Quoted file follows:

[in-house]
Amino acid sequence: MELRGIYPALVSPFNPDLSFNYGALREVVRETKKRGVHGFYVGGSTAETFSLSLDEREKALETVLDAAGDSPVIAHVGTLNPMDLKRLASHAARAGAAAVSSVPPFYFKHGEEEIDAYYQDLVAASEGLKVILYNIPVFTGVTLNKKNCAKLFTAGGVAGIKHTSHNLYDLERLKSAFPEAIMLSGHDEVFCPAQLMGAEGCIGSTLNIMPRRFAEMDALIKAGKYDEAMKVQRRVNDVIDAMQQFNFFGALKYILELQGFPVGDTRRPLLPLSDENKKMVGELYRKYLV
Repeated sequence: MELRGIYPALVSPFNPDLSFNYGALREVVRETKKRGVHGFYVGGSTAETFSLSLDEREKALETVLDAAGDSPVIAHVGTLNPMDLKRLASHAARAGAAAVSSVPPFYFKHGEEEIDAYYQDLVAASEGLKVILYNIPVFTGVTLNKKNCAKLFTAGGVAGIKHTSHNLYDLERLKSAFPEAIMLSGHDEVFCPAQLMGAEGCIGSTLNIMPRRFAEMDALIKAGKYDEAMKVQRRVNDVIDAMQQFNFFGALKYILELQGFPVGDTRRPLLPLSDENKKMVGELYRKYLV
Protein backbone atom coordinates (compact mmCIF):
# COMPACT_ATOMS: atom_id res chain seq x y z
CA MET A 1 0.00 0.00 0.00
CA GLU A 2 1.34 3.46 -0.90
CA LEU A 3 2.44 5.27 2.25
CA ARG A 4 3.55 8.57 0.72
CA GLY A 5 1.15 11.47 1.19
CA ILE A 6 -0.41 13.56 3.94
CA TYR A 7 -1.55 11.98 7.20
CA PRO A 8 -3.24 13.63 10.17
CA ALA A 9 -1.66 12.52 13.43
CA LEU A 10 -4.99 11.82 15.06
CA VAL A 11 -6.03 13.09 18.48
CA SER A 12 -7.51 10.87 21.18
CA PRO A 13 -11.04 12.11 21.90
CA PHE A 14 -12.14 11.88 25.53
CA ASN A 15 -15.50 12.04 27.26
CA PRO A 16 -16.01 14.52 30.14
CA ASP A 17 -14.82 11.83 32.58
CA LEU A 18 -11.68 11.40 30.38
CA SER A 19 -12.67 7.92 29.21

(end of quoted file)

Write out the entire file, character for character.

[in-house]
Amino acid sequence: MELRGIYPALVSPFNPDLSFNYGALREVVRETKKRGVHGFYVGGSTAETFSLSLDEREKALETVLDAAGDSPVIAHVGTLNPMDLKRLASHAARAGAAAVSSVPPFYFKHGEEEIDAYYQDLVAASEGLKVILYNIPVFTGVTLNKKNCAKLFTAGGVAGIKHTSHNLYDLERLKSAFPEAIMLSGHDEVFCPAQLMGAEGCIGSTLNIMPRRFAEMDALIKAGKYDEAMKVQRRVNDVIDAMQQFNFFGALKYILELQGFPVGDTRRPLLPLSDENKKMVGELYRKYLV
Repeated sequence: MELRGIYPALVSPFNPDLSFNYGALREVVRETKKRGVHGFYVGGSTAETFSLSLDEREKALETVLDAAGDSPVIAHVGTLNPMDLKRLASHAARAGAAAVSSVPPFYFKHGEEEIDAYYQDLVAASEGLKVILYNIPVFTGVTLNKKNCAKLFTAGGVAGIKHTSHNLYDLERLKSAFPEAIMLSGHDEVFCPAQLMGAEGCIGSTLNIMPRRFAEMDALIKAGKYDEAMKVQRRVNDVIDAMQQFNFFGALKYILELQGFPVGDTRRPLLPLSDENKKMVGELYRKYLV
Protein backbone atom coordinates (compact mmCIF):
# COMPACT_ATOMS: atom_id res chain seq x y z
CA MET A 1 0.00 0.00 0.00
CA GLU A 2 1.34 3.46 -0.90
CA LEU A 3 2.44 5.27 2.25
CA ARG A 4 3.55 8.57 0.72
CA GLY A 5 1.15 11.47 1.19
CA ILE A 6 -0.41 13.56 3.94
CA TYR A 7 -1.55 11.98 7.20
CA PRO A 8 -3.24 13.63 10.17
CA ALA A 9 -1.66 12.52 13.43
CA LEU A 10 -4.99 11.82 15.06
CA VAL A 11 -6.03 13.09 18.48
CA SER A 12 -7.51 10.87 21.18
CA PRO A 13 -11.04 12.11 21.90
CA PHE A 14 -12.14 11.88 25.53
CA ASN A 15 -15.50 12.04 27.26
CA PRO A 16 -16.01 14.52 30.14
CA ASP A 17 -14.82 11.83 32.58
CA LEU A 18 -11.68 11.40 30.38
CA SER A 19 -12.67 7.92 29.21